The Faith and Order Movement was an early attempt to reunite the divided Christian churches by means of dialogue and analysis of divisive issues of doctrine (faith) and polity (order). The 1910 General Convention passed a resolution to appoint a joint commission to bring about a conference to consider questions concerning faith and order, and to invite all Christian communions to join in arranging and conducting the conference. The joint commission was continued by the General Conventions of 1913, 1916, 1919, and 1922, and a preliminary meeting was held at Geneva in Aug. 1920. The first World Conference on Faith and Order was held at Lausanne, Aug. 3-21, 1927, with the Episcopal Church as one of the convening churches. The Episcopal Church was represented and the president of the conference was Charles Henry Brent, Bishop of Western New York. The second World Conference was held at Edinburgh, Aug. 3-18, 1937, and the Episcopal Church sent ten delegates. When the World Council of Churches was formed in 1948, Faith and Order became a commission of the council. The 1982 meeting of the Faith and Order Commission issued Baptism, Eucharist, and Ministry, which represented an unprecedented convergence among the Christian churches of the world on these topics. See Brent, Charles Henry; see Life and Work; see World Conference on Faith and Order.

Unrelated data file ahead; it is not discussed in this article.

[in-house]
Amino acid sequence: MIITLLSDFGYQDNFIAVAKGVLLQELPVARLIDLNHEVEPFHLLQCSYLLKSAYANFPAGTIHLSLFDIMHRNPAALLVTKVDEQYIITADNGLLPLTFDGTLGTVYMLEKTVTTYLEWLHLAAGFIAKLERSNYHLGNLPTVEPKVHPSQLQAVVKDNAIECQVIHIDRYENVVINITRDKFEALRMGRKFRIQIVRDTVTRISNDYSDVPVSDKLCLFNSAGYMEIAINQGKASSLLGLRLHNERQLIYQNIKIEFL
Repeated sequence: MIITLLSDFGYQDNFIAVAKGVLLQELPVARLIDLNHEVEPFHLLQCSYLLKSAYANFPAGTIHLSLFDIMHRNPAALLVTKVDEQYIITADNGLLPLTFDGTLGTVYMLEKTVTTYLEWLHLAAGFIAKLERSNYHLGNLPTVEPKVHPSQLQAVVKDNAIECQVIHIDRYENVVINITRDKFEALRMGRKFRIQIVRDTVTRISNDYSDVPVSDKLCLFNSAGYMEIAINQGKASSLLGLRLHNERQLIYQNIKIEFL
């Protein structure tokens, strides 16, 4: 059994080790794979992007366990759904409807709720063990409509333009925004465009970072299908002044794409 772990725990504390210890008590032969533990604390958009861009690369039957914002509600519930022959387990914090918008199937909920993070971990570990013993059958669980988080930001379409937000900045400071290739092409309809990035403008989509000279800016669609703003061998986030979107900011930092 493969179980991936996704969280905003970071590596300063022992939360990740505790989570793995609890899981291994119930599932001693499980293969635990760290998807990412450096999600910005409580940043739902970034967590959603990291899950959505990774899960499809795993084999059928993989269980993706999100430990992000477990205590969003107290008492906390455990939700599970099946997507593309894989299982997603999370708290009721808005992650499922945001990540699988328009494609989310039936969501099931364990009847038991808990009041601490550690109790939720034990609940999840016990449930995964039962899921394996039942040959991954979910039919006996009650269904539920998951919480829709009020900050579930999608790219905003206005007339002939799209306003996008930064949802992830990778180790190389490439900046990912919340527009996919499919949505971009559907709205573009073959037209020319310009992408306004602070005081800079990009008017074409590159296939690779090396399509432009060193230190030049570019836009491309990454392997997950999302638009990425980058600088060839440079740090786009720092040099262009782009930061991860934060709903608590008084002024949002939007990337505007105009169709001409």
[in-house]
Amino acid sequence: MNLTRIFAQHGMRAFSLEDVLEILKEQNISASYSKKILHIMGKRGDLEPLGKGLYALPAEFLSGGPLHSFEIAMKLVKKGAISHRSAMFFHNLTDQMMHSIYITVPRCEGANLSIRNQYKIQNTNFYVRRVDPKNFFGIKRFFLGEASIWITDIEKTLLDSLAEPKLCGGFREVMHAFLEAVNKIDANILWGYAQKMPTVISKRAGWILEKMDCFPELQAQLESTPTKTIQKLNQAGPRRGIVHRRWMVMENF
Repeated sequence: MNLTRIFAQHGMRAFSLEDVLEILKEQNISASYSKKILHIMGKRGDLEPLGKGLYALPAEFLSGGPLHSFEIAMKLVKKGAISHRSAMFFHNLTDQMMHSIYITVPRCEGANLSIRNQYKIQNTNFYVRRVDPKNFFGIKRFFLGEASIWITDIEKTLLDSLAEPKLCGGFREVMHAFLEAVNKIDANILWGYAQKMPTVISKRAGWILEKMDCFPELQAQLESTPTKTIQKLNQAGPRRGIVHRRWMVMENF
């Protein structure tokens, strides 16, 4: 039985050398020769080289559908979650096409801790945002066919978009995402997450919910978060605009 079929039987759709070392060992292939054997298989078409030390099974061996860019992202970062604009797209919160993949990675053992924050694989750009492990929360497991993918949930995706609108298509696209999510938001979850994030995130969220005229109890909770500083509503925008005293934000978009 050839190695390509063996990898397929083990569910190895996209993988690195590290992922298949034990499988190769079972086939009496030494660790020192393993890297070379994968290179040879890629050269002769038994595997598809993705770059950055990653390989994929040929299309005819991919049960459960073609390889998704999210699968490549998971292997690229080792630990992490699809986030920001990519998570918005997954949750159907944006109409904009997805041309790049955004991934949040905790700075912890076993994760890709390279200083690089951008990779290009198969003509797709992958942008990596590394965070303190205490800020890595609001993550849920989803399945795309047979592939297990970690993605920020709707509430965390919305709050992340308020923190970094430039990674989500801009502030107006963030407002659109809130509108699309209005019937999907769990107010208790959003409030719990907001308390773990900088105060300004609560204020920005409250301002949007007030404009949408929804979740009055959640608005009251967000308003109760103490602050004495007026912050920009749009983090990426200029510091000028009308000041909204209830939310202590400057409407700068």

Faith and Order
Glossary definitions provided courtesy of Church Publishing Incorporated, New York, NY,(All Rights reserved) from "An Episcopal Dictionary of the Church, A User Friendly Reference for Episcopalians," Don S. Armentrout and Robert Boak Slocum, editors.